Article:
Cons:

- Growing costs - This is due primarily to the mandatory mortgage insurance, whose annual premium can be as much as 1.35% of the total outstanding loan amount. There is also an upfront fee of 1.75% which the borrower has to pay. That way, an FHA product can become much more expensive than a conventional mortgage.

- Smaller borrowing amounts - There are lower limits for the maximum borrowing amounts so you may not be able to afford the house that you need.

Conventional Mortgages

These are commercially available home loans. They are offered by banks, credit unions and specialized lenders. They are not backed by the FHA.

Pros:

- Various opportunities to save - With a credit score of 740 or higher you can secure lower interest. You can do this with a larger down payment, with buying credit points and with proper comparison shopping as well. If you make a down payment of 20% of the property value, you will not have to buy insurance so you can save on the premium. These are just some of the main saving options.

- Great flexibility - You can select from a huge range of mortgages depending on your requirements. You can go for fixed or variable interest, for a 15-year or 30-year loan or for a jumbo loan which allows you to borrow a large amount of money. You can take advantage of special deals.

Cons:

- Stricter requirements - As explained earlier, you need a fairly high credit score, low debt-to-income ratio, considerable savings and good credit history.

Conclusion

Overall, if you can qualify for conventional mortgages, they are certainly the better option. If not, you should consider FHA loans. In any case, you will need detailed financial planning in order to qualify and minimize the risk of default.

Article Source: http://EzineArticles.com/?expert=Cedric_B_Pitts

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Saturday, February 8, 2014

I Just Want To Do The Bare Minimum For My FHA 203k Project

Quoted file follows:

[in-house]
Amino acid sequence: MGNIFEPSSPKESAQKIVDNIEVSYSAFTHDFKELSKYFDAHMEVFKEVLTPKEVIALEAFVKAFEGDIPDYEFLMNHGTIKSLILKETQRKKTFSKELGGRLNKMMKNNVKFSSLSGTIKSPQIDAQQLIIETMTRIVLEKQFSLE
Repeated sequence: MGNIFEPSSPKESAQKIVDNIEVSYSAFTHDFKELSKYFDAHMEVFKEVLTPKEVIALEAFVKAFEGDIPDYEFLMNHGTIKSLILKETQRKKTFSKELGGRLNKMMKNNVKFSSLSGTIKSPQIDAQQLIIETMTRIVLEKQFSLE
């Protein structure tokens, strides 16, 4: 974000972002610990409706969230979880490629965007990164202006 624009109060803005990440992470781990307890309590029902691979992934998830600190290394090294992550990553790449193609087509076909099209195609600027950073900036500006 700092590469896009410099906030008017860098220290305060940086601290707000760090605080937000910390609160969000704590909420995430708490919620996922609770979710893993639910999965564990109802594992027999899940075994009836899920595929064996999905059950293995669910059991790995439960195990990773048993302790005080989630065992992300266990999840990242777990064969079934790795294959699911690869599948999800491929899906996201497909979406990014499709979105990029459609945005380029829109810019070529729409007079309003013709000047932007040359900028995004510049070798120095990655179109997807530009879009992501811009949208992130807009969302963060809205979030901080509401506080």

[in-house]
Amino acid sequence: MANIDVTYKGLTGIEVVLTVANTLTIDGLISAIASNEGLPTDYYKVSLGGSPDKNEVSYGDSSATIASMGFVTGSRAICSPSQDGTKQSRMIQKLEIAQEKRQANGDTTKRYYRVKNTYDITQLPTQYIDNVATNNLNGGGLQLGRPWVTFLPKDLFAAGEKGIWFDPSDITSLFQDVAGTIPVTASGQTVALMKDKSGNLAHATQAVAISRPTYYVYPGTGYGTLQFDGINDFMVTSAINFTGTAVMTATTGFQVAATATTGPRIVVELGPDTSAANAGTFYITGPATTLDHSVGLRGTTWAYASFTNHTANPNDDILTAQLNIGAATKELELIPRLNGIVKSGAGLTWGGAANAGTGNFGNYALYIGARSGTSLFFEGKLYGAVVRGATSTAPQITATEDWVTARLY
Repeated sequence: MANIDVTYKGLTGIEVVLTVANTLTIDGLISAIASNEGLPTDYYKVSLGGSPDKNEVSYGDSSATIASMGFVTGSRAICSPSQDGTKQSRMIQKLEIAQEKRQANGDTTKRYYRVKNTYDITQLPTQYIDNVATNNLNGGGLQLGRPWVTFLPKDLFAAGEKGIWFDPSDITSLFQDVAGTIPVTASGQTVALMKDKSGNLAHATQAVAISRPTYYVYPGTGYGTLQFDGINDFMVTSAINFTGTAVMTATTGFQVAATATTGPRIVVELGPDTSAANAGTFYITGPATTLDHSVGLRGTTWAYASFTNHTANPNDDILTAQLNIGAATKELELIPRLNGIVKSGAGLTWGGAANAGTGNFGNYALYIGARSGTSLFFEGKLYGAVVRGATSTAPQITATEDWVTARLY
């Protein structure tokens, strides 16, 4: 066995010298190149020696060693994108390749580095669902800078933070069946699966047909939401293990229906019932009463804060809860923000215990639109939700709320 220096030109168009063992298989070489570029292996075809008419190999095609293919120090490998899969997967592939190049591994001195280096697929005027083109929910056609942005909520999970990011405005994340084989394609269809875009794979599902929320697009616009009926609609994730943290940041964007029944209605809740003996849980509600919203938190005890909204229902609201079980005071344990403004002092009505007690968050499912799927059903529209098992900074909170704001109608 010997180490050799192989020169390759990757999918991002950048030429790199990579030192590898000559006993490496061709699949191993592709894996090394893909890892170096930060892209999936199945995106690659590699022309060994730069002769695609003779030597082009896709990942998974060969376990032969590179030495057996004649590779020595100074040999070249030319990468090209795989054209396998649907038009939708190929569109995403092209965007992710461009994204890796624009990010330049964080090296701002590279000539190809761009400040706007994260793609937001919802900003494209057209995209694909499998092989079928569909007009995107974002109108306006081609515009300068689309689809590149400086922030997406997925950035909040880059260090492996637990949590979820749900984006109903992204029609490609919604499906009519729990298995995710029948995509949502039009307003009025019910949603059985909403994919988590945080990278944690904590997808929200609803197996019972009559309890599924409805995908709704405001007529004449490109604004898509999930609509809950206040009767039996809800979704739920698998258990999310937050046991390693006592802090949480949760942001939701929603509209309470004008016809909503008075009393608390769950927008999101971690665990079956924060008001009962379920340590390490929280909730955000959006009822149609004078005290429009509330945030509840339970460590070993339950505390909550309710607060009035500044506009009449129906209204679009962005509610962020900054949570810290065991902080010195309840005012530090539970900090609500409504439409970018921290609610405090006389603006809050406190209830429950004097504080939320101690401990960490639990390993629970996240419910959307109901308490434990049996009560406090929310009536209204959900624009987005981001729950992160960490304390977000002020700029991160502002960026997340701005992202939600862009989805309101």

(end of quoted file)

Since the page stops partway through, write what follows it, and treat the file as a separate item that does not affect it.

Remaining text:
This is an "all to common" statement that our buyers tell us. What is wrong with this picture?

The home needs work, they have cash but they want to control the cash and they can't get any kind of loan if they don't do some work on the home... let's do the bare minimum then we can use our own money to do the additional things we want to do to the home. NOT necessarily a good thing.

If the work the owner wants to do delays the FHA 203k work... the completion of the project for the contractor will be delayed therefore his "10% hold back" will be delayed, and for what? I would much rather see all the work they want to do put into the project now so they can enjoy the home and become a slave to the home repairs.

One client recently stated that they did the bare minimum and they wish now that they had gone in an fixed it up from the "get go" so they could have enjoyed it... oh, purchase price $300,000+/- just appraised at over $700,000 as they got out of the 203k loan and the PMI just two years later.

Hidden benefit of putting your cash in up front so the work gets done asap... maybe a larger down payment might let you get a "HomeStyle Renovation" loan and get rid of your PMI altogether. The FannieMae product that works just like the FHA 203k loan program and has no PMI. Loan limits are a bit lower and they only do single family homes.

If you are a Realtor and your client is thinking about doing this... remember that if they fix the home more completely now, and relist with you in three years... you will be selling a much nicer home than they purchased.

-Mike Young, 203k Team Leader 

Wednesday, February 5, 2014

What To Know Before Buying A Fixer-Upper Property

If you want to purchase an inexpensive property, you can check out the several fixer-upper properties. These properties are cheap but they need some repairing. This is why you have to take note of essential things before purchasing such properties. Below are some tips:

1. Have the property inspected by a professional. This is crucial no matter how cheap the property is. You have to know the work to be done and the money you will spend on repairs. Always remember that there is something more than what meets the eyes. The sunken floors could mean a floor replacement all together. Insulation may be worst and you have to redo the entire house. Have the property checked and review the report thoroughly.

2. Be ready to walk away. Homes are not school projects that you can easily finish. These are investments. If you purchase the wrong property, you have to live through it for a while. You would not want to spend a lot of money on something and regret it afterwards. if the house has more damages than what you can manage, walk away. There are more homes in the market.